Practical Advice for Employers on Stop-Work Orders Part 1
Employers in the State of Florida are required to maintain workers’ compensation insurance for their employees if they have employees on their payroll. Specifically, construction industry employers with one or more employees must have coverage and non-construction industry employers with four or more employees must have coverage. Contractors must ensure their subcontractors have coverage before they are allowed to begin work.
If a business is found noncompliant, the Division of Workers’ Compensation (DWC) may issue a stop-work order in Florida, which will require the business to cease operations. For an in-depth understanding of employer rights and requirements, please review Chapter 440 of the Florida Statutes. This section will focus on avoiding a stop-work order. Read part two learn how to handle a stop-work order.
Avoiding a Stop-Work Order
A stop-work order can be financially devastating to a business owner, especially those with smaller businesses. A stop-work order is to be taken seriously as the DWC views noncompliance with workers’ compensation requirements as an immediate danger to public health, safety, and welfare. Avoid risking the lives of your employees by doing the following:
Secure Workers’ Compensation
Safeguard your business by either purchasing a workers’ compensation insurance policy, entering an agreement with a leasing or staffing company that will provide workers’ compensation coverage, or (depending on eligibility) obtaining a workers' compensation exemption.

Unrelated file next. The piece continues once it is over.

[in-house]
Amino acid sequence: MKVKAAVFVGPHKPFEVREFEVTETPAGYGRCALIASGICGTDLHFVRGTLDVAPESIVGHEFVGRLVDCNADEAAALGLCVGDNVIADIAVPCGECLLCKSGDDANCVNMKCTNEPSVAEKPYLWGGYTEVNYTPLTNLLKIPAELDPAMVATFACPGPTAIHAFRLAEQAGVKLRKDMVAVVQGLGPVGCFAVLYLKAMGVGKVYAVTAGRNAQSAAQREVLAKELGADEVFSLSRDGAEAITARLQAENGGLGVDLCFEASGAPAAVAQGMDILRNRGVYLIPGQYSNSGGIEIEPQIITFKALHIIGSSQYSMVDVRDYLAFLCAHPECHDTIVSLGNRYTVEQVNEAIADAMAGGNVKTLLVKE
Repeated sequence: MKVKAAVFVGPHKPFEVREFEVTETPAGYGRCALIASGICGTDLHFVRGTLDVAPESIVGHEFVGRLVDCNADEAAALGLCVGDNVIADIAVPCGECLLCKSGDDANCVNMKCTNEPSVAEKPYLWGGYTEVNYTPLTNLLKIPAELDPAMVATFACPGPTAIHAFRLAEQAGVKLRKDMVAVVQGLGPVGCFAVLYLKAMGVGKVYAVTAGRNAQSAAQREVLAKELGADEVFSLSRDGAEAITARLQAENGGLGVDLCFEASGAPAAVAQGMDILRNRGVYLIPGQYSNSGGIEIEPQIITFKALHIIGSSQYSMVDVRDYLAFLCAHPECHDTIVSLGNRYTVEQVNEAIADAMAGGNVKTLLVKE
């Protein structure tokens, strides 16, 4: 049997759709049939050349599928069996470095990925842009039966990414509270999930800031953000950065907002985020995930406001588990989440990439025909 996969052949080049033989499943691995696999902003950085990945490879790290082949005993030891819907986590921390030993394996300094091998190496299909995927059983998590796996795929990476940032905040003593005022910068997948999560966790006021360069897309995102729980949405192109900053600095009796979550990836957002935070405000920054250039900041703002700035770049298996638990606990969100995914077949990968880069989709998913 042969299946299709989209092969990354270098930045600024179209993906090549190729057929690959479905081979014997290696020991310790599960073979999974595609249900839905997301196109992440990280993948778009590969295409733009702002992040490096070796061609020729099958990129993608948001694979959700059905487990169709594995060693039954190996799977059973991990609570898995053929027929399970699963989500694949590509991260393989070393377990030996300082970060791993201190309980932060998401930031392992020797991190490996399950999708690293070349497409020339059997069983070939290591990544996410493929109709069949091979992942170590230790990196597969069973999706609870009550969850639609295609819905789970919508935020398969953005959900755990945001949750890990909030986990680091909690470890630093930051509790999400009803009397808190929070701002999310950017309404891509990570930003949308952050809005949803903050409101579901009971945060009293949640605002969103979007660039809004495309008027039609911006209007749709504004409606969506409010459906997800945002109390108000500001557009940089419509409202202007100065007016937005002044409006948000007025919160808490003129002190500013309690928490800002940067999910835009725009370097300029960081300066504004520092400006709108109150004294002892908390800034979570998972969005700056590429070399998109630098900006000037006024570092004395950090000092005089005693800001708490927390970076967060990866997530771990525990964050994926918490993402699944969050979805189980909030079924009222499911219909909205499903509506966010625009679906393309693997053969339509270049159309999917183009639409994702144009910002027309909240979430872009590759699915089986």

Classify Employees Correctly
Classify employees and independent contractors correctly. Chapter 440, F.S. has very specific criteria for who can be classified as an independent contractor.
Set Up a Reliable Payroll System
Pay all required taxes, deductions, withholding, etc., to ensure your business meets all payroll requirements in case of an audit or DWS investigation.
If you would like to speak with a stop work order attorney in Florida, please contact us today.
Disclaimer: The information contained in this article is for general educational information only. This information does not constitute legal advice, is not intended to constitute legal advice, nor should it be relied upon as legal advice for your specific factual pattern or situation.